Child Survival Model.
The age-structural model of child survival differentiates this variable using 5 categories (Fig. 1) that disaggregate countries based on their level of under-5 mortality: low (≥100.0 deaths per 1000 live births), lower-middle (50.0 to 99.9), middle (25.0 to 49.9), upper-middle (10.0 to 24.9), and high (<10.0). The age-structural analysis (Table 2) indicates that:
- states with populations under 5.0 million are likely to attain the middle and upper-middle categories at younger median ages than more populous states,
- states relying on natural resource wealth (>15% of GDP) are likely to attain all categories, except the high child survival category, at younger median ages than non-resource reliant states;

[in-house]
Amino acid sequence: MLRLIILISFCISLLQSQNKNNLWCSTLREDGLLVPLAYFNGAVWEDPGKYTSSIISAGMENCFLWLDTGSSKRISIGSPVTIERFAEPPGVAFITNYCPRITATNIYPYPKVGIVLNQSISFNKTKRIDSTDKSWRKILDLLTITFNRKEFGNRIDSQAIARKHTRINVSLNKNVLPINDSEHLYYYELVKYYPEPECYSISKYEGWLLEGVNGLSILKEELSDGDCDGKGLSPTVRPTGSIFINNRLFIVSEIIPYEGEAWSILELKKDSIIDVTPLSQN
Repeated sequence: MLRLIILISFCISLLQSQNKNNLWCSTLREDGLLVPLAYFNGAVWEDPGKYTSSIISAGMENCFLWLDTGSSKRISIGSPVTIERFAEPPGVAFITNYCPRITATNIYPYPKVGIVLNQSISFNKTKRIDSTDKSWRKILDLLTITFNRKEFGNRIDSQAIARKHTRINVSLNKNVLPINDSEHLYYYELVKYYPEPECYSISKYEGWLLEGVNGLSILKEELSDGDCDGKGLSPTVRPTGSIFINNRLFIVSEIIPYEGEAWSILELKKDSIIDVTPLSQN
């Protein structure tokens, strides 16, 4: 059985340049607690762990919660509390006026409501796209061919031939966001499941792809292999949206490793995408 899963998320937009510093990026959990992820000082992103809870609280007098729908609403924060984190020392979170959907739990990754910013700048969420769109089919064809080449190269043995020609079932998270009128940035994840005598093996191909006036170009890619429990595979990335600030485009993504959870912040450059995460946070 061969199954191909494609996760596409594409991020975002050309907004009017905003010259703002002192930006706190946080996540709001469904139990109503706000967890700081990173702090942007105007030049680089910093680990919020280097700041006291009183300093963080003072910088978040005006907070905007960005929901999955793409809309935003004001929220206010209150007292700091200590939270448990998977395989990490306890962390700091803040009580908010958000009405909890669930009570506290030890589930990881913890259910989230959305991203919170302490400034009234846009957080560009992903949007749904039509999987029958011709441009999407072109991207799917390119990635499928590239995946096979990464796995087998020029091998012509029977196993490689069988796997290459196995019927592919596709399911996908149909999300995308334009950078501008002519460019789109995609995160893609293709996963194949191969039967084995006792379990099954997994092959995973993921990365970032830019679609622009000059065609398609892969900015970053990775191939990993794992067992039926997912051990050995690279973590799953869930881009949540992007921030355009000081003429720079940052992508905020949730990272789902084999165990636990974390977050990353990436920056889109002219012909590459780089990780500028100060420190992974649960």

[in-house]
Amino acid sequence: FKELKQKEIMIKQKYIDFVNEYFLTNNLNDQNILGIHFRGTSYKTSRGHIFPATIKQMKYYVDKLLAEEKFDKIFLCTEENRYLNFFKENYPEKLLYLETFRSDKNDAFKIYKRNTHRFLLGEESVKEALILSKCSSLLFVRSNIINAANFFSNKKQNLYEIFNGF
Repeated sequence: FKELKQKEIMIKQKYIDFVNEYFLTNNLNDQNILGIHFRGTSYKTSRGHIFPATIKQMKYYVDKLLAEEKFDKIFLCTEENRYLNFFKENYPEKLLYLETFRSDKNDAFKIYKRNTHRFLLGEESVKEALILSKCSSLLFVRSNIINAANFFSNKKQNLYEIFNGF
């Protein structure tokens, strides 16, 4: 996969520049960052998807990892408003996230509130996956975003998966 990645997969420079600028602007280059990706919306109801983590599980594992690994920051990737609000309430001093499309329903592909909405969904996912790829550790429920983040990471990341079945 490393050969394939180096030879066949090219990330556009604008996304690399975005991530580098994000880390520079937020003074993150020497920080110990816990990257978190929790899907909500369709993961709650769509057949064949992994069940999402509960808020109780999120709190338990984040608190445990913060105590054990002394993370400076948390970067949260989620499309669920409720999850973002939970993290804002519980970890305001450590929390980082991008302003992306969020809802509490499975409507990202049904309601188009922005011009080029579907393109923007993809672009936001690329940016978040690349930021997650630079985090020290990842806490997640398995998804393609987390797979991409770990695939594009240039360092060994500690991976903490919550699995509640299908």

- states in the low, lower-middle, middle and high income categories that are involved in a high-intensity conflict (>1000 battle-related deaths per year) are likely to enter categories later than others. Note that most conflicts (both high and low intensity) occur within states in the low, lower-middle and middle child survival categories;
- the point at which 50 percent of all countries are expected to be within the lower-middle child survival category, or a higher category (upper-middle or high) is at a median age of 18.8 (±0.2) For the middle child survival category, that point is at 22.1 (±0.8) years; for the upper-middle category, at 28.8 (±0.4) years; and for the high category.